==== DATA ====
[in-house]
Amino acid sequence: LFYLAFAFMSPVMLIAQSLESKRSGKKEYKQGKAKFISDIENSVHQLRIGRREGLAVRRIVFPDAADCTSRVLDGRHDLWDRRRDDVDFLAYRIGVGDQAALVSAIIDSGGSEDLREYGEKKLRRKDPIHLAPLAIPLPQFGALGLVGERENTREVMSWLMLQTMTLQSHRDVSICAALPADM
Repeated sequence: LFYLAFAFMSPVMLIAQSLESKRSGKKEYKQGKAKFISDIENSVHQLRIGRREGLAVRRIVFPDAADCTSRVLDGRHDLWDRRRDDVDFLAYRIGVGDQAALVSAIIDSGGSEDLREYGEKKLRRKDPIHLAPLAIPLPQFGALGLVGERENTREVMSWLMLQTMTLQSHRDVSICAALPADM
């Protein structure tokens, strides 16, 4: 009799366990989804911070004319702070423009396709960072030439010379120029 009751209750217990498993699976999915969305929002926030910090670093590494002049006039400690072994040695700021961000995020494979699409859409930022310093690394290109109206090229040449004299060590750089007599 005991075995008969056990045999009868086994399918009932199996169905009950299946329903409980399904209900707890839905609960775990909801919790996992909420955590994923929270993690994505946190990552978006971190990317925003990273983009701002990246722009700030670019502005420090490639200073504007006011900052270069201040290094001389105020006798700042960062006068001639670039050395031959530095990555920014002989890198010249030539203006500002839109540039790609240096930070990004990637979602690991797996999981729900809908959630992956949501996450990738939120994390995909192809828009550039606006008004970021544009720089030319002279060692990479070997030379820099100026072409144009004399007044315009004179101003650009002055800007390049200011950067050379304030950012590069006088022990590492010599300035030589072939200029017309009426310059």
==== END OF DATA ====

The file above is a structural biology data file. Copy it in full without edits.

[in-house]
Amino acid sequence: LFYLAFAFMSPVMLIAQSLESKRSGKKEYKQGKAKFISDIENSVHQLRIGRREGLAVRRIVFPDAADCTSRVLDGRHDLWDRRRDDVDFLAYRIGVGDQAALVSAIIDSGGSEDLREYGEKKLRRKDPIHLAPLAIPLPQFGALGLVGERENTREVMSWLMLQTMTLQSHRDVSICAALPADM
Repeated sequence: LFYLAFAFMSPVMLIAQSLESKRSGKKEYKQGKAKFISDIENSVHQLRIGRREGLAVRRIVFPDAADCTSRVLDGRHDLWDRRRDDVDFLAYRIGVGDQAALVSAIIDSGGSEDLREYGEKKLRRKDPIHLAPLAIPLPQFGALGLVGERENTREVMSWLMLQTMTLQSHRDVSICAALPADM
């Protein structure tokens, strides 16, 4: 009799366990989804911070004319702070423009396709960072030439010379120029 009751209750217990498993699976999915969305929002926030910090670093590494002049006039400690072994040695700021961000995020494979699409859409930022310093690394290109109206090229040449004299060590750089007599 005991075995008969056990045999009868086994399918009932199996169905009950299946329903409980399904209900707890839905609960775990909801919790996992909420955590994923929270993690994505946190990552978006971190990317925003990273983009701002990246722009700030670019502005420090490639200073504007006011900052270069201040290094001389105020006798700042960062006068001639670039050395031959530095990555920014002989890198010249030539203006500002839109540039790609240096930070990004990637979602690991797996999981729900809908959630992956949501996450990738939120994390995909192809828009550039606006008004970021544009720089030319002279060692990479070997030379820099100026072409144009004399007044315009004179101003650009002055800007390049200011950067050379304030950012590069006088022990590492010599300035030589072939200029017309009426310059």